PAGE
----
Tuesday, June 9, 2009

508 Park, Robert Johnson, and the Blues

When you work in an inner city nonprofit, then you get a chance to see a lot of things that most people don’t. Today I got to see the building at 508 Park in Downtown Dallas where in 1937 the blues artist Robert Johnson made his second, and last, recording. Built in 1929, the building’s owner is now considering demolition.

The largest problem with the property is its location directly across the street from First Presbyterian Church of Dallas’s outreach to the homeless, the Stewpot. Since 1975 the Stewpot has been offering a wide array of services to the homeless, You can upload the impressive list of services here: http://thestewpot.org/pdf/stewpotservices.pdf.

Central Dallas CDC also works with the homeless, so I have great respect and admiration for the work done by the Stewpot. I also have sympathy for the property owner. Any place where large numbers of homeless people congregate is going to be affected adversely—that’s one reason why we’re working so hard to create housing for people who are now homeless. It’s good for them; it’s good for the City of Dallas; it’s good for all of us both body and soul.

Still it would be a crying shame to see the place where Robert Johnson recorded classic blues tunes like “Love in Vain”, “Hellhound on My Trail”, and “Me and the Devil Blues” torn down. Robert Johnson’s music was rediscovered in the 1960s and was seminal to the growth of rock ‘n roll, among other musical genres. His “Crossroads Blues” is one of the best known of all blues tunes, and helped give rise to the legend that he sold his soul to the devil in return for his talent.

Robert Johnson’s legend has gone beyond music and appears all over American popular culture. The character “Tommy Johnson” in the Coen brother’s movie O, Brother Where Art Thou? was based on Robert Johnson and the American Indian writer Sherman Alexie wrote the novel Reservation Blues where Robert Johnson’s legacy figures prominently.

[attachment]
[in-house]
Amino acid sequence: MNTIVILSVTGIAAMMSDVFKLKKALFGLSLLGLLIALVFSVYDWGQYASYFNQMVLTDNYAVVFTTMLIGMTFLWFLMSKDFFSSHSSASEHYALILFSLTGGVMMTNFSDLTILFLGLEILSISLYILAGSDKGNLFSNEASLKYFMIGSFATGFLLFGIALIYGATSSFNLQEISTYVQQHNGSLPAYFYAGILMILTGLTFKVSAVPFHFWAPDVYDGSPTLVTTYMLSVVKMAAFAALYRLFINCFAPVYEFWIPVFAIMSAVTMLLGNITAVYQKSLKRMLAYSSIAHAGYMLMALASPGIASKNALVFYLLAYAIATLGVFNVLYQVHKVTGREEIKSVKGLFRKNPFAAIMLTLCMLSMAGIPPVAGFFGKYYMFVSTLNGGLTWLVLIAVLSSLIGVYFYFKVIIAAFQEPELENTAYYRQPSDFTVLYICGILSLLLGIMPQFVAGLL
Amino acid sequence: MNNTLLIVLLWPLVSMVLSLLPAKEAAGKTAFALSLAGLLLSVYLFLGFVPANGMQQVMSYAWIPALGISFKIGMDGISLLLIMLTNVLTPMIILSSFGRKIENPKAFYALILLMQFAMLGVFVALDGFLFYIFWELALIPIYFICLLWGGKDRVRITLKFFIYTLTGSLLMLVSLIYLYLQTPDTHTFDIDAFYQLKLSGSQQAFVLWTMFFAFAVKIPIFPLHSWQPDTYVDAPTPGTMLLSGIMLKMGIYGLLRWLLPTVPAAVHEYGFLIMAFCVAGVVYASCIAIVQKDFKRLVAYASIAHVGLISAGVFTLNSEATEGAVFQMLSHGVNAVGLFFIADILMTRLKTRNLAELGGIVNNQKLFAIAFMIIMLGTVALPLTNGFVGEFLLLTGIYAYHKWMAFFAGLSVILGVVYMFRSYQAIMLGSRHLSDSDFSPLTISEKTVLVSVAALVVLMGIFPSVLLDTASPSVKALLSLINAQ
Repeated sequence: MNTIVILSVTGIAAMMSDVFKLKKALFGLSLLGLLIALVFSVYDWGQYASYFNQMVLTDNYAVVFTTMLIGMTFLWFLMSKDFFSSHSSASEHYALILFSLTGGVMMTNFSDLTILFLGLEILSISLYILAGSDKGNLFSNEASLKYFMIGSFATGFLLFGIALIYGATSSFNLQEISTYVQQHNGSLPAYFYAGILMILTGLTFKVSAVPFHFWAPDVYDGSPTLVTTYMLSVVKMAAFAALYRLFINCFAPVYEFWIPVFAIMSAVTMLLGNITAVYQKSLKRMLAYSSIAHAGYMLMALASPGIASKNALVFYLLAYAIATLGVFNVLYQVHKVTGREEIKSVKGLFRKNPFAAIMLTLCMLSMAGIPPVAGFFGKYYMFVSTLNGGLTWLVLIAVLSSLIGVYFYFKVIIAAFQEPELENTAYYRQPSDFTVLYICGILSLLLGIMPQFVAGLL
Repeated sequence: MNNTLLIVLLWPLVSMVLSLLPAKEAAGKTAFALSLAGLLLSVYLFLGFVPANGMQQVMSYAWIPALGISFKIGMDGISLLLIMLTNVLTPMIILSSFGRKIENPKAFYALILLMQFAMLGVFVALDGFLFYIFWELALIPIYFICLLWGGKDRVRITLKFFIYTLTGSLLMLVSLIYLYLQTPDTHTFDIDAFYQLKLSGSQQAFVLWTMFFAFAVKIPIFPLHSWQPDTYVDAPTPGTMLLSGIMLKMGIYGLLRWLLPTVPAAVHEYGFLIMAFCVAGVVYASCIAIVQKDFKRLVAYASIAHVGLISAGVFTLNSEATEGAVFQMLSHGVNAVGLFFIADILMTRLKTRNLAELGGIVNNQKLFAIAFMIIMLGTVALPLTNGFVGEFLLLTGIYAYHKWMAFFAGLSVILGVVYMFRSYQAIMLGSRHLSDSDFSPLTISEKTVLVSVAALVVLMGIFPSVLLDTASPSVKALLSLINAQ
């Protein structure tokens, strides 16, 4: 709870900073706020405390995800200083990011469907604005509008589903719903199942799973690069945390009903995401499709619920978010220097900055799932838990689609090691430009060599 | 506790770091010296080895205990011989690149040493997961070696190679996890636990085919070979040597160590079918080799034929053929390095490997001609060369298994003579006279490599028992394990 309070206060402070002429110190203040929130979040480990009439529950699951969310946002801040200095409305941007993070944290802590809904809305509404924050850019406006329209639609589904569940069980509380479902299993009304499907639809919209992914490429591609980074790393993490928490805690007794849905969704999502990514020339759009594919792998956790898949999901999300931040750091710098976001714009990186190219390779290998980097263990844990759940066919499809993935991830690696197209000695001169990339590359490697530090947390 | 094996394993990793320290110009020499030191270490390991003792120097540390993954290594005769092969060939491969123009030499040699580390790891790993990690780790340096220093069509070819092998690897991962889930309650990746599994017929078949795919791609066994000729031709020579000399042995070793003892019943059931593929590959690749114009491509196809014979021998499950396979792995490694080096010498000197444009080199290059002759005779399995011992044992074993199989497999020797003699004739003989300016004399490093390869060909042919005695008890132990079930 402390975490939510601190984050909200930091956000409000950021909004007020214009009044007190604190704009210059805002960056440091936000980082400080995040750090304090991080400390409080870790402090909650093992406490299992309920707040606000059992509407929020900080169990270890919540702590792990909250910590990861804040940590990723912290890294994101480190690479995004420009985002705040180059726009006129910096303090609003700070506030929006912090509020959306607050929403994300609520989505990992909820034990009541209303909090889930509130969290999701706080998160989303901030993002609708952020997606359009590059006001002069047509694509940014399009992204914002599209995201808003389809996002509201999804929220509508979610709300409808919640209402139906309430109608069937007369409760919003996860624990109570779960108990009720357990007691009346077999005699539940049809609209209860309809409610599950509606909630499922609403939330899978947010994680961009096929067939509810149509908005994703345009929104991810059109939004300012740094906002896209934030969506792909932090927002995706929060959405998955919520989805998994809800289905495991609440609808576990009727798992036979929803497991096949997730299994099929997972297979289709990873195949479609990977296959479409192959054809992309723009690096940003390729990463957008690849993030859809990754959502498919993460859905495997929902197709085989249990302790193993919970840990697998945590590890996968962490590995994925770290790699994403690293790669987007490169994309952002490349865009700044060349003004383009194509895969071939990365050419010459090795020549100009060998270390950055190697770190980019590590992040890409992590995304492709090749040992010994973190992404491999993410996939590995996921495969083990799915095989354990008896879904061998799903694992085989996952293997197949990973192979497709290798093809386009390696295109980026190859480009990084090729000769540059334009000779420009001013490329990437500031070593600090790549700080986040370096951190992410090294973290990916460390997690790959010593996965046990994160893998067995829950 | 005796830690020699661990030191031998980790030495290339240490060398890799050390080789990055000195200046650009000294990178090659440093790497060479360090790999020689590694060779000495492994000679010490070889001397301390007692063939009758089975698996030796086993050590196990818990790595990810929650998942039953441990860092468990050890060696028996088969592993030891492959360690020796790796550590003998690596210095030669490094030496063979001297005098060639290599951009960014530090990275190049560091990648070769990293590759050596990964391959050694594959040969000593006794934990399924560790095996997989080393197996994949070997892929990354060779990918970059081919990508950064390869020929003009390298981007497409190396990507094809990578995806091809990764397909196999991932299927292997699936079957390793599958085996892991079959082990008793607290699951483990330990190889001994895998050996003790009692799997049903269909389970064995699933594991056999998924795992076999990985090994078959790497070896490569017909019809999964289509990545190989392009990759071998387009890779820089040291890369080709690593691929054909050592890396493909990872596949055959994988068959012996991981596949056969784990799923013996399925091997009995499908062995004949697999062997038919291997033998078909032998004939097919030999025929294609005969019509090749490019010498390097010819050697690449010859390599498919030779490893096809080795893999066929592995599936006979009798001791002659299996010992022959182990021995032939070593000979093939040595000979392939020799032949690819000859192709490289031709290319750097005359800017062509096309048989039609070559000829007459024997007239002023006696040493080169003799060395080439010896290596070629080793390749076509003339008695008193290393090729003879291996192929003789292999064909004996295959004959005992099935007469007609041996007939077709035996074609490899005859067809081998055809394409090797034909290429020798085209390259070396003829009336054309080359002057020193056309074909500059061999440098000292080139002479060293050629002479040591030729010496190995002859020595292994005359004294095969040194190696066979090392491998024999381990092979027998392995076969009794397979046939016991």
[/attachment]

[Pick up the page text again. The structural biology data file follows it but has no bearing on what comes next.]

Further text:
Eric Clapton has recorded not one, but two, CDs devoted entirely to the works of Robert Johnson, Me and Mr. Johnson and Sessions for Robert J. Parts of the latter CD were actually recorded by Clapton on the third floor of 508 Park on June 3, 2004, including “Terraplane Blues”, “From Four Until Late”, “Love in Vain”, “Hellhound on My Trail”, and “Me and the Devil Blues”—all of which were recorded by Robert Johnson in the same location sixty-seven years earlier.

So I visited the site this morning in the company of local associate architect and trustee for the Dallas Historical Society, Dan Finnell, who took the pictures of the property that appear here. It isn’t within the normal scope of work for me, but somebody needs to try to save this piece of Dallas history, and, no matter how long a shot it may be, Dan and I are going to make an effort to find a way to preserve this piece of history. Dan has already been in touch with Robert Johnson’s grandson, who runs the Robert Johnson Blues Foundation (http://www.robertjohnsonbluesfoundation.org/index.html) and the family would very much like to see this site saved.

If you want to help, or have an idea how it could be done—or better yet are already working on saving 508 Park and we can help you—please let us know. Losing this building would destroy an important piece of Dallas’s, and music’s, history.


  1. Thanks for putting in work on this... It would be a massive tragedy to see this building go. Because I'm only in Dallas part-time, and don't have any financial resources to speak of, the help I can give is limited, but keep people posted on what we can do, because I'd be happy to donate what little money I could to a great cause like this, or to donate time and physical labor if I happened to be in town when it was needed.